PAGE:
One by one, a steady stream of people approached the confessionals at Holy Rosary in Fells Point on Divine Mercy Sunday, April 8.
Some were in their teens. Others had white hair and used walkers. Many stood in line for an hour or more as four priests granted absolution inside the draped, wooden boxes of mercy.
For some, it was the first time they had received the sacrament in decades. At least one woman left the confessional with tears of joy streaming down her face.
“It’s just so amazing and so beautiful seeing so many people taking advantage of the graces of this day,” said Elissa Voss, a wedding photographer from Tennessee who heard about the Divine Mercy Mass while shooting a wedding at St. John the Evangelist in Frederick the day before.
Voss rescheduled her flight home so she could attend the Divine Mercy Mass in Baltimore.
“I just love the message of mercy,” said Voss, who befriended the people around her as they waited in line for their turn in the confessional. “God wants to give us a reminder that he will do anything to show that his heart is longing for us.”
More than 570 people from across the Archdiocese of Baltimore and around the country gathered at Holy Rosary for the special celebration of a feast that has been on the church’s liturgical calendar since the Jubilee Year 2000.
Divine Mercy Sunday is connected to Christ’s private revelations to St. Faustina Kowalska, a 20th century Polish nun who had visions of Christ.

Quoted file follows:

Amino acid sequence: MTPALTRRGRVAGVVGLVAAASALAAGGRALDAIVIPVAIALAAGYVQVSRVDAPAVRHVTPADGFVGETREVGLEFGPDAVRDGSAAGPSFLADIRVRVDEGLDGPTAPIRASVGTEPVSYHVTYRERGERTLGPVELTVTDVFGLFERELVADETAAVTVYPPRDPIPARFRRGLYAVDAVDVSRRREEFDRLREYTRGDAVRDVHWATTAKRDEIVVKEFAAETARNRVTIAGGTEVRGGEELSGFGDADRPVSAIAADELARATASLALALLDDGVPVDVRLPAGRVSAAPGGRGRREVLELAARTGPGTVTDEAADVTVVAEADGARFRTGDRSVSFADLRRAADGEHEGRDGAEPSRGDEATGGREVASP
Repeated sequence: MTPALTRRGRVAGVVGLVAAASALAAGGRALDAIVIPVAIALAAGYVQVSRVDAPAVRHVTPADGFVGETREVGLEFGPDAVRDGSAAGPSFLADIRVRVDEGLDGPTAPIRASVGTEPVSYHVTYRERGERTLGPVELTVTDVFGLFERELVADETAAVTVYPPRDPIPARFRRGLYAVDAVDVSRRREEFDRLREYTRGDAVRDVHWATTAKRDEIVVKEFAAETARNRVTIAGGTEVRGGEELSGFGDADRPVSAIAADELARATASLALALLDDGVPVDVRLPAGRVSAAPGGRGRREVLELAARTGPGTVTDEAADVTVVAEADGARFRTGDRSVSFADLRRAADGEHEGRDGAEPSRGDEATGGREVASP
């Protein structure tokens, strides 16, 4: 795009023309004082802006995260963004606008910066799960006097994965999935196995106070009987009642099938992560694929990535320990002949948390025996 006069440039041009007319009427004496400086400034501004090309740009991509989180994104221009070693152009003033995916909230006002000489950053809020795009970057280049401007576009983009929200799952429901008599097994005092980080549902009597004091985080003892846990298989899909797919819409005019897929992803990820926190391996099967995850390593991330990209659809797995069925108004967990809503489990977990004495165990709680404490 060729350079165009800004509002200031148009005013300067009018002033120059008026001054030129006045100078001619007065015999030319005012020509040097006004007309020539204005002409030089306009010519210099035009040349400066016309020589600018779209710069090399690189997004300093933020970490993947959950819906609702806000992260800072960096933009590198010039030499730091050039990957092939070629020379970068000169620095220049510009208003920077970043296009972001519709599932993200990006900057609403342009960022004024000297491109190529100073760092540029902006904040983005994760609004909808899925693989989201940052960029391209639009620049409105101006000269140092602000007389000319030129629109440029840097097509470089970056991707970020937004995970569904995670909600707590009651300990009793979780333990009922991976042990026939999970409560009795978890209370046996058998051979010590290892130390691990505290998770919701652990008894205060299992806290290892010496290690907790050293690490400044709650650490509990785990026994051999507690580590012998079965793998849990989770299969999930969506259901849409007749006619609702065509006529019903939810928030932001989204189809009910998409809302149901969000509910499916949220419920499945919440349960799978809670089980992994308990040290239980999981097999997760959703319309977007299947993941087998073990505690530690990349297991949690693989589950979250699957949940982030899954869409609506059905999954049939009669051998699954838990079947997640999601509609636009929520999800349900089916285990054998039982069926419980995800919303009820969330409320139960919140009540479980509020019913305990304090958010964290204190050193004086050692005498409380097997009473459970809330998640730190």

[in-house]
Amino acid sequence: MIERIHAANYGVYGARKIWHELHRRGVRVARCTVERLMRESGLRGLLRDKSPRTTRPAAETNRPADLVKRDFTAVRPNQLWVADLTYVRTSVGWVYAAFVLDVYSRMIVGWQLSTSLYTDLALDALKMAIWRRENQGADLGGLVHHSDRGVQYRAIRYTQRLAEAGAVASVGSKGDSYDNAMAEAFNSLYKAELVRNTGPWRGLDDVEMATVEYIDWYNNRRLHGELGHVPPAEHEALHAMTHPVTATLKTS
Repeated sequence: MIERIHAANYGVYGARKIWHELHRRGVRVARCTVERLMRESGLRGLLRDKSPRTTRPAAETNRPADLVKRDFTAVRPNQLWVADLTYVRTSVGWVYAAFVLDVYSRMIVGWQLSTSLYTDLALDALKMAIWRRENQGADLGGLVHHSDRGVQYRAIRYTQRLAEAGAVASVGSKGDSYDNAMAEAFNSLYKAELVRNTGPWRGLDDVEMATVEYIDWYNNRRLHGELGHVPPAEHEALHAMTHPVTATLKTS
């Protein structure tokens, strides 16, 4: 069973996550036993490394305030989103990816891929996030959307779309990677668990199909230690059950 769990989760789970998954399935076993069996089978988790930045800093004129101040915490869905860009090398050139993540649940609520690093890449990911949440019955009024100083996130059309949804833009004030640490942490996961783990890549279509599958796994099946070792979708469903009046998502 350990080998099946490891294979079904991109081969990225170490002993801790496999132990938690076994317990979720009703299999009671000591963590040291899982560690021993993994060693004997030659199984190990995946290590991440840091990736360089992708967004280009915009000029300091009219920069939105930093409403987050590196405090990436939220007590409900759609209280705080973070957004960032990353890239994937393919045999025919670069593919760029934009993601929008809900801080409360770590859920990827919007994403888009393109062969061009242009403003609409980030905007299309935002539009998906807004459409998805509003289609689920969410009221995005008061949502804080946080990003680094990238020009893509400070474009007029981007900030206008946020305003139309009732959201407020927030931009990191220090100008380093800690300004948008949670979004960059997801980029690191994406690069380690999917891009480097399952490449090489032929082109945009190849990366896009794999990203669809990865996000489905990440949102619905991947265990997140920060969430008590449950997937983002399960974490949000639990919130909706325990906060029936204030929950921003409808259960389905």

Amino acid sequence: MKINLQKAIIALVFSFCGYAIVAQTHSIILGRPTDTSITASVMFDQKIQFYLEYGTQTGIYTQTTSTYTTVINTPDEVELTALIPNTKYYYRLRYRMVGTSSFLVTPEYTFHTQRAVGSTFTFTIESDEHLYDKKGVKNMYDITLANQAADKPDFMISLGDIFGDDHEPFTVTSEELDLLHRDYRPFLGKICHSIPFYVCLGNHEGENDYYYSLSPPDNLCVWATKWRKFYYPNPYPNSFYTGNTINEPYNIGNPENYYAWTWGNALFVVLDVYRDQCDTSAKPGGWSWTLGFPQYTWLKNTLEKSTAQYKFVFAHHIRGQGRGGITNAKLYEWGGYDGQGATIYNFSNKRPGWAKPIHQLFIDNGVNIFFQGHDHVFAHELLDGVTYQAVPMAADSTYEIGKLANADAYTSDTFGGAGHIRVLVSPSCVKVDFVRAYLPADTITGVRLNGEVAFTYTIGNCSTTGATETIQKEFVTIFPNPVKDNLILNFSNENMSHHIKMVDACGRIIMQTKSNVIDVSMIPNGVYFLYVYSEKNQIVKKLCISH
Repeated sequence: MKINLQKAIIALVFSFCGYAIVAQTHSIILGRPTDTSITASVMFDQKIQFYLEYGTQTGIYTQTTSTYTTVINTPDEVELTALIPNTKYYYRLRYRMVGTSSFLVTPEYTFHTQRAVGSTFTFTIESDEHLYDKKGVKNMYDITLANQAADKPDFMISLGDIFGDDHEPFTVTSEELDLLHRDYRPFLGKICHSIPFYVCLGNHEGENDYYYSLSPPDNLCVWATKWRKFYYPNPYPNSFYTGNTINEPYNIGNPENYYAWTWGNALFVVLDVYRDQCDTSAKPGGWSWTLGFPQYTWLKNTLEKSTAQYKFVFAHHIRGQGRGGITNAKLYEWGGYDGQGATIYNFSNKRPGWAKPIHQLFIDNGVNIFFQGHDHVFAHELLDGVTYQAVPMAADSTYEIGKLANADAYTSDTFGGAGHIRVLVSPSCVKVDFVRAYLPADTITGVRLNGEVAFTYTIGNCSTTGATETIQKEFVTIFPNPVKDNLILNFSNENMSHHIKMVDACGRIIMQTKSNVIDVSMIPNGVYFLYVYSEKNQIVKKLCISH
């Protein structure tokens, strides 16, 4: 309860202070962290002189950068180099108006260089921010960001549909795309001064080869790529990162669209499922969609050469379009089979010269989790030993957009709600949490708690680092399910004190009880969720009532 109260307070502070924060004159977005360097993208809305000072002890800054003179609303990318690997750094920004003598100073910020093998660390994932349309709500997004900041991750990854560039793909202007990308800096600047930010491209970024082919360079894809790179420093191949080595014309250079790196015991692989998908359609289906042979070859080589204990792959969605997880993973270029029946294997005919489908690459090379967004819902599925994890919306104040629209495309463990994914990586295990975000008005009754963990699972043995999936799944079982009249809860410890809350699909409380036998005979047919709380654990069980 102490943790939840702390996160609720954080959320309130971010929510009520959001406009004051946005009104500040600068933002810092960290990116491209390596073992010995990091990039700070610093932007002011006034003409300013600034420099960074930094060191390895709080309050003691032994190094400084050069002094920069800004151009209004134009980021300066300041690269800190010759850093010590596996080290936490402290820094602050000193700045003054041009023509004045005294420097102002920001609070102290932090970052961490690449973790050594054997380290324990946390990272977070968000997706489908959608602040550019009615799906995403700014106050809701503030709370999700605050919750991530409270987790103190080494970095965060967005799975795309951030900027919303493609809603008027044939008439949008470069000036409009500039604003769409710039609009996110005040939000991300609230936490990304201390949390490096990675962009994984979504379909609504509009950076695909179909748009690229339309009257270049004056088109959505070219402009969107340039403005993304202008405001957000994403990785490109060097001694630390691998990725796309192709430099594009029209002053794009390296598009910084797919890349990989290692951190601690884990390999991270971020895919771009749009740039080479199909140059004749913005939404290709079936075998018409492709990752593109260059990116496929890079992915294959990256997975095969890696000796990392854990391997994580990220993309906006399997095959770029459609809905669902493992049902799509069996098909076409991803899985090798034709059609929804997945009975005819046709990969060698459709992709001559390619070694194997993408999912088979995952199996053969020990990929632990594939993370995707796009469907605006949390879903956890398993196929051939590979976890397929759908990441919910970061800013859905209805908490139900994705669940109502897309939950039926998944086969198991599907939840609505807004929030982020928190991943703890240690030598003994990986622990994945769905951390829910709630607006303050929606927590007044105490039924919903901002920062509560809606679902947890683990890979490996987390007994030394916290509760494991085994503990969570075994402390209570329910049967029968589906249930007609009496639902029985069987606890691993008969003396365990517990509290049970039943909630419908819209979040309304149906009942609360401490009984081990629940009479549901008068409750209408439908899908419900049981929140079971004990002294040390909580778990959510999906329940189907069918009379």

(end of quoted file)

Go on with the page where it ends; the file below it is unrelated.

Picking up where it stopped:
In her diary, the nun wrote that Christ promised that on the Feast of Divine Mercy “the soul that will go to confession, and receive Holy Communion, shall obtain complete forgiveness of sins and punishment.”
Celebrated on the second Sunday of Easter, the feast’s readings focus on God’s mercy. The Holy Rosary celebration included readings and hymns in English and Polish.
Power of forgiveness
In his homily, Archbishop Lori emphasized the power of forgiveness. He recalled his friendship with Bishop David Foley, the retired bishop of Birmingham, Ala.
Archbishop Lori first met the future bishop while a seminarian at Mount St. Mary’s in Emmitsburg. Then-Monsignor Foley, pastor of a parish not too far from the seminary, was well known as an ever-cheerful person, Archbishop Lori said.
On the day of Bishop Foley’s ordination, Archbishop Lori recalled, he revealed the reason he’s always so happy: going to confession every two weeks.
“If God loves me so much that he forgives my sins,” Bishop Foley said, “what do I have to be sad about?”
Now nearing the end of a battle with cancer, Bishop Foley retains that same cheerfulness. His soul, Archbishop Lori said, is at peace.
“He is as cheerful about dying as he was about living,” the archbishop said. “Why? Because he lived his life surrounded by the mercy of God.”
Divine Mercy Sunday is a “wonderful opportunity to experience more deeply the peace of Christ and the joy of receiving his mercy anew,” Archbishop Lori said.